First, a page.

Lucy Owl's Leaf Reference Manual: How to Identify Types of Trees by Their Leaves

Lucy Owl Leaf Reference Guide

In the fall when the leaves change color in Hazel Village, the animals become interested in identifying different types of trees by their types of leaves. Fortunately, Lucy Owl is here to help. "Animals,” she intones, "I have collected the key details of common types of trees in this Leaf Reference Manual. I will leave it in the Lodge Library so you can consult it at your leisure."

Our favorite thing about Lucy’s Leaf Reference Manual is her delicate illustrations of the leaves’ fall coloring. We made a leaf guide printable too, so you can color your own and then refer back to it when you’re looking at leaves.

Red Maple

Red Maple Tree Illustration

A red maple tree is always a little bit red. In the winter, its buds are red, and its flowers turn red in spring. In the summer, the leafstalks are red and in autumn, its leaves turn a brilliant shade of red. This is a fast-growing tree and is one of the most common ones you can find. Its leaves are usually between 2 and 4 inches tall or wide, and have between three and five lobes (those are the big points on the leaves). The edges are also serrated. Just like its cousin the sugar maple, red maple is used to make delicious syrup. 

Sugar Maple

Sugar Maple Tree Illustration

As the seasons change, the leaves of this tree turn vibrant shades of yellow, burnt orange, and red. The leaves can grow up to 8 inches long and wide and usually have five lobes with rounded inner corners. The edges of the leaves are smoother than that of its cousin the red maple! Fun fact: sometimes the bark of the sugar maple is used to make tea!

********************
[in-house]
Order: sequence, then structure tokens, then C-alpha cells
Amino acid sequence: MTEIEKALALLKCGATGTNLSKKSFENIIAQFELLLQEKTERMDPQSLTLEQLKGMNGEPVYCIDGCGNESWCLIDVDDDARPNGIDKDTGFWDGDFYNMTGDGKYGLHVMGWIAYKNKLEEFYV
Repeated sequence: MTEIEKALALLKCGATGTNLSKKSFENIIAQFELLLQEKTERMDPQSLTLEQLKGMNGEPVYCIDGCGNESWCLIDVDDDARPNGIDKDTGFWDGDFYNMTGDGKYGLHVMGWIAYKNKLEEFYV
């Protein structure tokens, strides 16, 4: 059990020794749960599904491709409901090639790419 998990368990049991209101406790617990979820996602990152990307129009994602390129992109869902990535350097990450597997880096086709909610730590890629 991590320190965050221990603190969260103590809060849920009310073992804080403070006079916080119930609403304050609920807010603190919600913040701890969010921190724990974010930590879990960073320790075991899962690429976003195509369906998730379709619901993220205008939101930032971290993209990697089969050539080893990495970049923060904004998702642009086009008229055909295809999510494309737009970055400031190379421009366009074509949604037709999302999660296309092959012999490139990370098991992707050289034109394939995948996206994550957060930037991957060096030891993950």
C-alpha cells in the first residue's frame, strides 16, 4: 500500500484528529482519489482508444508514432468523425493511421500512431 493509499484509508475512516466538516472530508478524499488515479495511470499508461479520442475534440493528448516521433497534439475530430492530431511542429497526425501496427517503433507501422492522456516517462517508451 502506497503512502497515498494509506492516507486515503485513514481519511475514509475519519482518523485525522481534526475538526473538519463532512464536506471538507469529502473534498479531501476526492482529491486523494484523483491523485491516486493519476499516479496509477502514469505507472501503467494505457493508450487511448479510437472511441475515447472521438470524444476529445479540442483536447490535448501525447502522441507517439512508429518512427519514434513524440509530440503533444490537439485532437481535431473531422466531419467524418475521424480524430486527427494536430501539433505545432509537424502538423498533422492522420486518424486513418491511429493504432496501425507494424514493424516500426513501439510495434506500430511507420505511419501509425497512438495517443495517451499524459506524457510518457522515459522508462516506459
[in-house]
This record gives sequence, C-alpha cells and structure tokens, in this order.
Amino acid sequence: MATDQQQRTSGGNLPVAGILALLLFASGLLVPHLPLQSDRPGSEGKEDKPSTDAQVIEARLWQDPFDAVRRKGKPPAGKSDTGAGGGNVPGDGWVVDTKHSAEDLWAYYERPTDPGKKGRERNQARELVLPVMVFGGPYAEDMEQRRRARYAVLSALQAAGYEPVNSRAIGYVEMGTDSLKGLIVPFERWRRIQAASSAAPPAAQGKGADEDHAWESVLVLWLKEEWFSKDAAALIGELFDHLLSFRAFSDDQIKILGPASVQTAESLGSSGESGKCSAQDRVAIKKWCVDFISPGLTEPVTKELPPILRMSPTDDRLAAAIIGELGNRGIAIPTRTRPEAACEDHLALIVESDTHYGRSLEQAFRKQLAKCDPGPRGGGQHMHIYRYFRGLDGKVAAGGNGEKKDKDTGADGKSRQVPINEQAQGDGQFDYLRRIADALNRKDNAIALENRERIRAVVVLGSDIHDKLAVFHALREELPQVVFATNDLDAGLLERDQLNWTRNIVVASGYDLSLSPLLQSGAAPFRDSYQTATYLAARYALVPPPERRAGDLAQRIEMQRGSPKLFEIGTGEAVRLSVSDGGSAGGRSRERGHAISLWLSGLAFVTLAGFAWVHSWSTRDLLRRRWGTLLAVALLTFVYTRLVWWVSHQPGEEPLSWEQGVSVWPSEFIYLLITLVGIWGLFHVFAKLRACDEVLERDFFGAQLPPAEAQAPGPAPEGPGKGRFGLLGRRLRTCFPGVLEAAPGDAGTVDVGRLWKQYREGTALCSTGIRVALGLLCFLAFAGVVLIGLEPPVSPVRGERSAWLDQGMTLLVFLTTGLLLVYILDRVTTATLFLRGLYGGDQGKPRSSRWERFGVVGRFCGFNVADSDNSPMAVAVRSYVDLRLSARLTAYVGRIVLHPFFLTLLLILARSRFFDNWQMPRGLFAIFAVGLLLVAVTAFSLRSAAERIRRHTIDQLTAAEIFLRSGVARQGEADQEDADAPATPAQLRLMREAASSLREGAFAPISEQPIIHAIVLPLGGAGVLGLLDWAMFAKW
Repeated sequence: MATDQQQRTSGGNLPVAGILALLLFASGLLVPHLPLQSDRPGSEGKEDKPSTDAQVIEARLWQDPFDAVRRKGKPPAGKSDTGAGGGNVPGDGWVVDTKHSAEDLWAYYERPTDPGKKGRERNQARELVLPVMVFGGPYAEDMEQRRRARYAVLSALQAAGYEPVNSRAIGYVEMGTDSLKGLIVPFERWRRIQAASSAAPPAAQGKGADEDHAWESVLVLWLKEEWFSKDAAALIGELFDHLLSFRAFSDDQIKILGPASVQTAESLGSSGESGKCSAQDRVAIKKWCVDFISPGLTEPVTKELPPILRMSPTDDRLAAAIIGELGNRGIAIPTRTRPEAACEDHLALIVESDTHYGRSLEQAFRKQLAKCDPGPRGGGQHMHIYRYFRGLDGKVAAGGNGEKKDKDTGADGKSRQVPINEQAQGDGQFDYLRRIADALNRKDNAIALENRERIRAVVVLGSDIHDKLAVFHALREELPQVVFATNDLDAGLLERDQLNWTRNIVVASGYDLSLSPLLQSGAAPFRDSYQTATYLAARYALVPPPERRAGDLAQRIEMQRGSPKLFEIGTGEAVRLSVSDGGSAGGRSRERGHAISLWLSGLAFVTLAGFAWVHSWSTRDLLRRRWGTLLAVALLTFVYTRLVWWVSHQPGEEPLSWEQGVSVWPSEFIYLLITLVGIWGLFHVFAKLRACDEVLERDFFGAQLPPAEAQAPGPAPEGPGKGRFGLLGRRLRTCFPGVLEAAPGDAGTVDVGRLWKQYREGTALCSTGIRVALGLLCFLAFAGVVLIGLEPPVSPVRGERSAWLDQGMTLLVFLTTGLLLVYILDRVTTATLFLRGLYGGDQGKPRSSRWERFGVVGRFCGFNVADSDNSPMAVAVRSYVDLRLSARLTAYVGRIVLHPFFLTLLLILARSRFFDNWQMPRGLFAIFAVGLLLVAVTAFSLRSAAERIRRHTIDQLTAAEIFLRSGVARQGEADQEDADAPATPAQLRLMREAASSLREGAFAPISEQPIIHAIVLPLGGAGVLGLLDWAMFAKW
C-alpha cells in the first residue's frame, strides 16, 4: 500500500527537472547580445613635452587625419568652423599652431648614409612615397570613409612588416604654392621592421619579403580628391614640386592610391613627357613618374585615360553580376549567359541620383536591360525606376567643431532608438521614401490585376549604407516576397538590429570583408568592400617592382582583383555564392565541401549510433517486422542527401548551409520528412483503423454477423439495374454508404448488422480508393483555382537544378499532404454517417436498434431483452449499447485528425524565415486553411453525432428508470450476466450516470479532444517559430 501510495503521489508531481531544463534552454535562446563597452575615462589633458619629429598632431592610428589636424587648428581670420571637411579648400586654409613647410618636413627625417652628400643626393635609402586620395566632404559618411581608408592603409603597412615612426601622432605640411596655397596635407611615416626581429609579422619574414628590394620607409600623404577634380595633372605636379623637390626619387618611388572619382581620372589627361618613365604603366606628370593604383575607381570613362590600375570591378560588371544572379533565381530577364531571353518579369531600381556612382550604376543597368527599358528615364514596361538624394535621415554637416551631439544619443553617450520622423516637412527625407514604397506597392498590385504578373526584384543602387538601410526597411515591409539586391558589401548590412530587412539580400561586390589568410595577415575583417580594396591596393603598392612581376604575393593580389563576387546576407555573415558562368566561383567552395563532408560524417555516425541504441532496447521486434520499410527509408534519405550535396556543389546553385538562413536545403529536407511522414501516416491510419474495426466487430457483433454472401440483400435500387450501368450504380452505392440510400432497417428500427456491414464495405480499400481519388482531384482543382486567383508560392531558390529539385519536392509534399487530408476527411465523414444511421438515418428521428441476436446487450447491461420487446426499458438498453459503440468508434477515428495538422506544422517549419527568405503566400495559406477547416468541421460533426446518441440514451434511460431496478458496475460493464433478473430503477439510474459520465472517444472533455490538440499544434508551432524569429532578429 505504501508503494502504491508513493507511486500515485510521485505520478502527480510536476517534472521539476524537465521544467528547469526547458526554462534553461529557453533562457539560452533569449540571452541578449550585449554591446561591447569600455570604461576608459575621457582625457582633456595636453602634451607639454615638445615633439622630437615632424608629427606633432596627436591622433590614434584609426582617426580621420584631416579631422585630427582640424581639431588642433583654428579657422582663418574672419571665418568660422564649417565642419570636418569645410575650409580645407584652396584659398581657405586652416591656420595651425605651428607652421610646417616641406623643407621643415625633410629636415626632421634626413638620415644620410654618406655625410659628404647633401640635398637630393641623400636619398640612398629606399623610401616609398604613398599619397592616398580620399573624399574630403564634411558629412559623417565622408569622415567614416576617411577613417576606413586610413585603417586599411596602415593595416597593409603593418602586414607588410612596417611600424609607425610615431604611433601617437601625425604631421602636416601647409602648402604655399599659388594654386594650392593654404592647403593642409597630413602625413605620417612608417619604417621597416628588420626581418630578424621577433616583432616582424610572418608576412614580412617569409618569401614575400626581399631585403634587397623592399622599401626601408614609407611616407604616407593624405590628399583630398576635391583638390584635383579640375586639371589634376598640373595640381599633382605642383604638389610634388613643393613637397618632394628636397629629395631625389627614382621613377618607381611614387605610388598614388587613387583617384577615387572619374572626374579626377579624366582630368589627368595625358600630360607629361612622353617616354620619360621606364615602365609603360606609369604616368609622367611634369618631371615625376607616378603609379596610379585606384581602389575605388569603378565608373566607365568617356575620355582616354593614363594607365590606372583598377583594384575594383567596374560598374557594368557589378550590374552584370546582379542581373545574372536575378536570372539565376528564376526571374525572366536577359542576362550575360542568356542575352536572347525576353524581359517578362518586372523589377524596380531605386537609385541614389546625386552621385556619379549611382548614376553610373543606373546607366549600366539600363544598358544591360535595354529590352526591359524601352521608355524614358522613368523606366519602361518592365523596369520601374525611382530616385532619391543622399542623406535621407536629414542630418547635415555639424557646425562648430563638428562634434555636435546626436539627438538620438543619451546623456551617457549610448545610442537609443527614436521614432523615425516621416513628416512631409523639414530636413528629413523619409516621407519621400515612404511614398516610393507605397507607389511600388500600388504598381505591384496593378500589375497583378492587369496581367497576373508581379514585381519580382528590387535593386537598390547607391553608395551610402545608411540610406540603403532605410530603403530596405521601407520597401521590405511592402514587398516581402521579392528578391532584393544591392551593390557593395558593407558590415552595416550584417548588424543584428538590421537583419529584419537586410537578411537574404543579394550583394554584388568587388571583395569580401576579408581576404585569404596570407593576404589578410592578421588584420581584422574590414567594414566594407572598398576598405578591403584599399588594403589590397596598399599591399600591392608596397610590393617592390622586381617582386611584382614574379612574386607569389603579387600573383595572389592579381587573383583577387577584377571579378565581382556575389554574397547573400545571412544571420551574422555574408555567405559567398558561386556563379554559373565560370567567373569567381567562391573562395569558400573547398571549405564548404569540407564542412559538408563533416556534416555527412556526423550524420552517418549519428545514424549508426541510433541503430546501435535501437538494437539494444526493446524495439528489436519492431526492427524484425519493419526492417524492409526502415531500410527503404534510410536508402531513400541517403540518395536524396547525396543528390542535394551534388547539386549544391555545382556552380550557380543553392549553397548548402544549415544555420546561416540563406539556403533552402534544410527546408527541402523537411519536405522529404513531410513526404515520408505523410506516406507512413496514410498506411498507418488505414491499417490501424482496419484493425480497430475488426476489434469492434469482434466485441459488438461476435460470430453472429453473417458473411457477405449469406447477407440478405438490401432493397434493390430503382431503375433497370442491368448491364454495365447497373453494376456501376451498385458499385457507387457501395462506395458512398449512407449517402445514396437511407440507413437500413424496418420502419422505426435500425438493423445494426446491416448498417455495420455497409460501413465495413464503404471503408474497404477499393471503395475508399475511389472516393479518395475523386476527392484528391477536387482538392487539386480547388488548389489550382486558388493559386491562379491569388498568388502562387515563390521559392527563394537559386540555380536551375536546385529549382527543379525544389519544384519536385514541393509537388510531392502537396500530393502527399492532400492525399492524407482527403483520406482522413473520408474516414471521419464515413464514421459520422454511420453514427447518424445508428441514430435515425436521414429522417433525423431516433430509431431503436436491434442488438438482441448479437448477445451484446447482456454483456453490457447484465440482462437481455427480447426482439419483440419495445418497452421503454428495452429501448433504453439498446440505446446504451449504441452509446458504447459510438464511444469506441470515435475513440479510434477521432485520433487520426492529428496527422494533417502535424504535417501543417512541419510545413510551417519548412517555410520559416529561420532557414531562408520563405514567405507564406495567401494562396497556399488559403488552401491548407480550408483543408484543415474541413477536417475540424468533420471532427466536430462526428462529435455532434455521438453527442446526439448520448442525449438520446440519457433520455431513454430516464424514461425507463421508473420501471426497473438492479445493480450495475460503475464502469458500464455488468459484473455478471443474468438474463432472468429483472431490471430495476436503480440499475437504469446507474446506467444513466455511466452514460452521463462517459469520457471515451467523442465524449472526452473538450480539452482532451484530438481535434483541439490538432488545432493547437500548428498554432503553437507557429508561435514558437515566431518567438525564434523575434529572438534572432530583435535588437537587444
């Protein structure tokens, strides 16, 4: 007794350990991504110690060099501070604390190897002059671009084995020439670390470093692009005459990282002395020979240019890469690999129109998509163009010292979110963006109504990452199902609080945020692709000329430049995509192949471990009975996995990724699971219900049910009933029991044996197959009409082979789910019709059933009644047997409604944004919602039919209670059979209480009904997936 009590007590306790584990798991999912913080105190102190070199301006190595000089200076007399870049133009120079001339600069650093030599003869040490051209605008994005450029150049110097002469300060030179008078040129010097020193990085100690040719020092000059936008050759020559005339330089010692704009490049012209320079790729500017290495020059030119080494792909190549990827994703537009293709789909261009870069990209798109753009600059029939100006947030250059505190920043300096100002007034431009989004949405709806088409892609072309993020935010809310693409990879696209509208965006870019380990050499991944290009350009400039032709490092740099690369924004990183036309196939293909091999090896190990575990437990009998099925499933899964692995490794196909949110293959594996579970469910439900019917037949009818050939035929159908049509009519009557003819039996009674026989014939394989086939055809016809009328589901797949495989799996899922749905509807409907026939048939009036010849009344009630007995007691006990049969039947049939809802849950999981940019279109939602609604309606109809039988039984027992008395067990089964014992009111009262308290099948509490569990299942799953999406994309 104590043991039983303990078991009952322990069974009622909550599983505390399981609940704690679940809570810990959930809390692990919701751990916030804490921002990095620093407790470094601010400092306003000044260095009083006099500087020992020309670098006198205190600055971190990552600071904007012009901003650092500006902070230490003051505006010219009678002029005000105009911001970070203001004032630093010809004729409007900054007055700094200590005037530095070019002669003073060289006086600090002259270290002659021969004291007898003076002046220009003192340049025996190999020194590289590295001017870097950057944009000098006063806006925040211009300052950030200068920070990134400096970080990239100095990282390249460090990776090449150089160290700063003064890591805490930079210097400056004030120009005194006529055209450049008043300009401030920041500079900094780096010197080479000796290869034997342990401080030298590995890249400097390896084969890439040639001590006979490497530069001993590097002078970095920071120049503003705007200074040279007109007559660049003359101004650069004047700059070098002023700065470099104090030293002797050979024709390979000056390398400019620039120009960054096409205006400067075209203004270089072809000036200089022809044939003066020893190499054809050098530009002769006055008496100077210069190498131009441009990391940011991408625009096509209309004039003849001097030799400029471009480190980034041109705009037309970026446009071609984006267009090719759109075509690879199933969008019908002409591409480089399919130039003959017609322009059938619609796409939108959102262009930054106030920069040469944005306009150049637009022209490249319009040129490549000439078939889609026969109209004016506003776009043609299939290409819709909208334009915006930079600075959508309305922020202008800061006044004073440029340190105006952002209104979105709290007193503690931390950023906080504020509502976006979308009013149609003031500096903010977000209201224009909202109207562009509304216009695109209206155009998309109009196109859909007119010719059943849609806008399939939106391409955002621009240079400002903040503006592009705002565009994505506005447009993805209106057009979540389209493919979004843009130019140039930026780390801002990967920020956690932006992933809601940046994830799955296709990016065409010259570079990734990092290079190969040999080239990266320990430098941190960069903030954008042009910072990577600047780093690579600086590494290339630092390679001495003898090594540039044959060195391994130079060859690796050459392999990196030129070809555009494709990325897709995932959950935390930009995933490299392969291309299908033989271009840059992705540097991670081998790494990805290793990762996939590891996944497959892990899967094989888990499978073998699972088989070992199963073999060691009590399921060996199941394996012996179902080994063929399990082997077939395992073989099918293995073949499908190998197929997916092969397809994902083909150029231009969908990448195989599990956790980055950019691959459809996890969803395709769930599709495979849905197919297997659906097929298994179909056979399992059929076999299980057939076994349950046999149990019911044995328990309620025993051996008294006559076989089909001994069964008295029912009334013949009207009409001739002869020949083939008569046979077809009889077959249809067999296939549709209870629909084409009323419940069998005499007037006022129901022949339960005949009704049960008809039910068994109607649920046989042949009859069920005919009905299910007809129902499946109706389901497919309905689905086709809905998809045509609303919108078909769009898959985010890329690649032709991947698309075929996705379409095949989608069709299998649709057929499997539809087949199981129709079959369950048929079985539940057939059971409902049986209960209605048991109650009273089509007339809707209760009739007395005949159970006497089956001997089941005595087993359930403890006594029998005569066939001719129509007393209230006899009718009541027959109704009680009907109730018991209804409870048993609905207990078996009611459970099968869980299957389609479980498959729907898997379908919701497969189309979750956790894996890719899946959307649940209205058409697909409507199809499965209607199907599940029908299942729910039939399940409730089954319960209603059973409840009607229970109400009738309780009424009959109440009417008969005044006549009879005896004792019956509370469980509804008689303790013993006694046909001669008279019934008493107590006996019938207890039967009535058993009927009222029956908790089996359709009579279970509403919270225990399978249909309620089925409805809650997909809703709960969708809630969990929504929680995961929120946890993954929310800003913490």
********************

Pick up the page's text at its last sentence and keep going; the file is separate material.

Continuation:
Sassafras Sassafras Tree Illustration

This tree is known for its citrus scent! It can grow up to 115 feet tall and is a bit unusual because it often has three types of leaves on the same tree. Some leaves are simple ovals, some are shaped like mittens, and some have three-rounded prongs. In the fall the leaves can turn orange and red. Fun fact: Sassafras is actually a key ingredient in root beer!

American ElmAmerican Elm Tree Illustration

This tree is sometimes called the Water Elm or White Elm. It can live to be hundreds of years old! The leaves are oval shaped with serrated saw-tooth edges, and can grow up to 8 inches long and around three inches wide. Sometimes in the fall, the leaves turn a darker shade of green, or they can turn a bit yellow.  

American Hazelnut

American Hazelnut Tree Illustration

It’s no wonder these shorter trees are loved by squirrels, bluejays, woodpeckers and human chefs: each year the branches sprout tasty nuts with crackable shells and sweet-tasting kernels. The leaves of American Hazelnut trees are usually between an oval and a heart shape with a serrated-looking edge. In the spring and summer they stay a dark green color, but when fall comes around they transform to a bright yellow.

Eastern Cottonwood

Eastern Cottonwood Tree Illustration

This super-fast growing tree has wood that is soft and lightweight. They can grow to be almost 200 feet tall, with a diameter of 9 feet! When the tree is young, it’s bark is lighter in color - almost white, and as it ages, turns grey. The leaves are usually four inches long and four inches wide and resemble a triangle, with rounded corners at the base. In the summer months, the leaves are dark green, but they usually turn yellow in the fall.

Ready to go outside and look for these? Use our leaf printable to guide you and color in your own!

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